Woody Allen SLAMS cancel culture, defends himself against historic sexual abuse accusations
Woody Allen has slammed the current trend of 'cancel culture'.
Thanks to the emergence of the #MeToo movement in the wake of Harvey Weinstein's rape conviction, several women and men in Hollywood have came forward with their own stories of sexual assault and sexual misconduct.
In the 1990s, Allen was accused of sexually abusing his adopted daughter, Dylan Farrow, and even though no charges were made, he has been somewhat shunned by mainstream Hollywood.
"I feel if you're going to be cancelled, this is the culture to be cancelled by. I just find that all so silly. I don't think about it. I don't know what it means to be cancelled. I know that over the years everything has been the same for me. I make my movies. What has changed is the presentation of the films," he replied when asked by Variety if he felt he had been cancelled.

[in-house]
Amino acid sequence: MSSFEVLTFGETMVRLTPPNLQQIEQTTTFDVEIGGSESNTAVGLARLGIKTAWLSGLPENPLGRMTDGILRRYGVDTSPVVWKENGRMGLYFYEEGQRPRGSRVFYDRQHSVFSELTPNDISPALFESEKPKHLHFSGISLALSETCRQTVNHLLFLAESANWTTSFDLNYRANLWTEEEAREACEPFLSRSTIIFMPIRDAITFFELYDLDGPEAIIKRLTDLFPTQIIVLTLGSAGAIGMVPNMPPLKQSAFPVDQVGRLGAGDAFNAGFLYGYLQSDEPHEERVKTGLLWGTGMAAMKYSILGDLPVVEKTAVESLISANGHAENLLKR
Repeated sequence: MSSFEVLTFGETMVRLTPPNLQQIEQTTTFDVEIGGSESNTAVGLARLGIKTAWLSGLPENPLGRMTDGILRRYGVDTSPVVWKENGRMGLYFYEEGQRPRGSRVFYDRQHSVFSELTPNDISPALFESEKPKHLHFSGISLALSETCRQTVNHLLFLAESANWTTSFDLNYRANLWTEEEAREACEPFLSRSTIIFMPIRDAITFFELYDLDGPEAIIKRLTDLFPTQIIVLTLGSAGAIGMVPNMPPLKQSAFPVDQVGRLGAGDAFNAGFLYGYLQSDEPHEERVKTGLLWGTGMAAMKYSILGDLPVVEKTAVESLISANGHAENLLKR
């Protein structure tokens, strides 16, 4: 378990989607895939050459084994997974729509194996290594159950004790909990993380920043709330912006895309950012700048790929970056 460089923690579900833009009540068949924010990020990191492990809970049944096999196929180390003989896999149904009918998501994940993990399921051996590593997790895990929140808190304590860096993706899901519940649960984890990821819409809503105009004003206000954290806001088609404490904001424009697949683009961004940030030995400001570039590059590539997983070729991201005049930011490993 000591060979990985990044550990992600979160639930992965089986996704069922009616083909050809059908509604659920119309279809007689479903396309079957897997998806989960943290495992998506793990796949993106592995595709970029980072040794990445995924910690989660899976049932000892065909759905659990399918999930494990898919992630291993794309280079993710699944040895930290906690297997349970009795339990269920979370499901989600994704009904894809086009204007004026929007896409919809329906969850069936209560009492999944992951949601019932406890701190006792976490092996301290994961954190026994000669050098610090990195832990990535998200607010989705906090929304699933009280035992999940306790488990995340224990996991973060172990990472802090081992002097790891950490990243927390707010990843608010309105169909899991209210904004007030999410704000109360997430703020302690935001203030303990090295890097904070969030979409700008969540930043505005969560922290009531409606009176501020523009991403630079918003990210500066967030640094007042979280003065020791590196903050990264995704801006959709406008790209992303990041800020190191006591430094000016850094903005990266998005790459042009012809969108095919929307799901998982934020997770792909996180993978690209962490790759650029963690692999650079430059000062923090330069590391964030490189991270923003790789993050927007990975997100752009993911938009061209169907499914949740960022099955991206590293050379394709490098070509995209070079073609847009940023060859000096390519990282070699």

"You know, I work and it's the same routine for me. I write the script, raise the money, make the film, shoot it, edit it, it comes out. The difference is not from cancel culture. The difference is the way they present the films. It's that that's the big change."
Allen is currently at the Venice Film Festival, promoting his 50th movie, Coupe de Chance.
Allen comments on sexual abuse allegations
Allen maintained his innocence when the subject of his historic sexual abuse allegations was raised.
"My reaction has always been the same. The situation has been investigated by two people, two major bodies, not people, but two major investigative bodies. And both, after long detailed investigations, concluded there was no merit to these charges, that, you know, is exactly as I wrote in my book, Apropos of Nothing. There was nothing to it," he explained.
"I don't know what you can do besides having it investigated, which they did so meticulously. One was less than a year and the other one was many months. And they spoke to everybody concerned and, you know, both came to the exact same conclusion."
The accusations were detailed in a documentary series, Allen v. Farrow.